Informazioni su Sabine 🦁
Wandere meinem Traumziel entgegen - - einmal die Alpen über die Via Claudia Augusta zu überqueren.
Meine Wanderungen sind in der Regel entweder Strecken von zertifizierten Fern- oder ebensolchen Rundwanderwegen.
Sie sind immer sportlich, anstrengend, aber auch immer angst- und stressfrei, d.h. keine Abgründe und seilgesicherte Klettersteige.
Sollten Routen solche Elemente enthalten, werden sie von mir entsprechend abgeändert und mit dem Zusatz " Alternativroute" gekennzeichnet.
Ich stelle mir auch Wanderungen selbst zusammen und beziehe hier oftmals historische Wege, wenn sie noch gehbar sind, mit ein. Diese Wanderungen werden mit Titeln versehen, die Charakteristika der Wanderung wiederspiegeln.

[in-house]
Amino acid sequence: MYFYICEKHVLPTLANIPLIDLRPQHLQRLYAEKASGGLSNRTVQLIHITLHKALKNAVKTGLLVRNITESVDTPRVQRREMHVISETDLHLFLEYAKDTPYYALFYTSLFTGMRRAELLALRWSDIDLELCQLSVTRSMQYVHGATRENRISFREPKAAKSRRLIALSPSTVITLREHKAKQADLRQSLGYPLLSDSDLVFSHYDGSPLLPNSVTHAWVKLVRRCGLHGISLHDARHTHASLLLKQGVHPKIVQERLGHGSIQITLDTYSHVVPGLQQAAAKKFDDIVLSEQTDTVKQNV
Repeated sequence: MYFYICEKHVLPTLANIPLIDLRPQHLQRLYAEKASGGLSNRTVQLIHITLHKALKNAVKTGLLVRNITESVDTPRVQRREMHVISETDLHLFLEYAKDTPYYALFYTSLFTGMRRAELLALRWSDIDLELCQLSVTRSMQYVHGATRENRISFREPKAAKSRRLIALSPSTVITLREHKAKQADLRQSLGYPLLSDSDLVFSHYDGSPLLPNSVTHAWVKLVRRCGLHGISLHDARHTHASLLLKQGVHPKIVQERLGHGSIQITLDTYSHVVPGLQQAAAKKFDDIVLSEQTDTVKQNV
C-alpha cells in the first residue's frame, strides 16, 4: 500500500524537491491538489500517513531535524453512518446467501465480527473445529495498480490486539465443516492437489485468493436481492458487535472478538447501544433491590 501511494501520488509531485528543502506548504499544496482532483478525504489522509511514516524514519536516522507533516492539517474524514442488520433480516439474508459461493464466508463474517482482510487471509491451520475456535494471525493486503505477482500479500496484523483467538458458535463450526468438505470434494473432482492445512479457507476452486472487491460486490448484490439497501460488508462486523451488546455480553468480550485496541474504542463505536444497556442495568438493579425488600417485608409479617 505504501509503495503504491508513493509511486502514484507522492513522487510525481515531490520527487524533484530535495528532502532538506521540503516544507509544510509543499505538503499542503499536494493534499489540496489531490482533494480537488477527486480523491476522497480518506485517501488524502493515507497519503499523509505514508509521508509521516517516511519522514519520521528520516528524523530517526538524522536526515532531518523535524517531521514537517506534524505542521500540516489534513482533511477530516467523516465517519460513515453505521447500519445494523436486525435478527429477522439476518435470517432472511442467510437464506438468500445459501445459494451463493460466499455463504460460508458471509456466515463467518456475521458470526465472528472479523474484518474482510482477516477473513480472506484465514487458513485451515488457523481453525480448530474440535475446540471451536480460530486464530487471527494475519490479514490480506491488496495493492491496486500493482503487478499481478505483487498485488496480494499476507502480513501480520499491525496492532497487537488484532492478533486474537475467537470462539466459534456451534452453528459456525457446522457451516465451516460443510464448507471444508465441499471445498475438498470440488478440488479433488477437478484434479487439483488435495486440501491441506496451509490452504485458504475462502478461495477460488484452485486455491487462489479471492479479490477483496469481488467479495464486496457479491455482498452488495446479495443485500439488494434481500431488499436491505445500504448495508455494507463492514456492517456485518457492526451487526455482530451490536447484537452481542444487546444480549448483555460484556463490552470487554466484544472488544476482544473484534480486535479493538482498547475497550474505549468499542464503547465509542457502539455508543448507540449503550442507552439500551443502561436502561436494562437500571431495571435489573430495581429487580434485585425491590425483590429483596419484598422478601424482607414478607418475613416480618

Highlights verwende ich sparsam. Fundobjekte, Bänke an Wegrändern, Holzkreuze im Wald, alte Wanderschuhe, die an einen Baum genagelt sind, stellen für mich keine Highlights dar. Ihr findet bei mir nur Highlights mit eindeutig kulturellem Wert, Naturschauspiele oder schöne Aussichten.
Stöcke sind manchmal hilfreich. Trittsicherheit ist sehr oft erforderlich.
Alle Wanderungen sind hundetauglich, denn mein Hund ist mein ständiger Wanderbegleiter.
Alle Wanderungen mit 🐕 sind Hundegenesungswanderungen und deshalb kürzer und anfänglich mit geringen Höhenmetern.
Ich wünsche euch viel Spaß beim Stöbern.
Über Fragen und/oder Kommentare freue ich mich.
Fernreisen und -wanderungen findet ihr in meinem Reiseblog "Reiselust mit Sabine", Facebook facebook.com/Reiselust-101872488182665 und Instagramm instagram.com/reiselust_mit_sabine.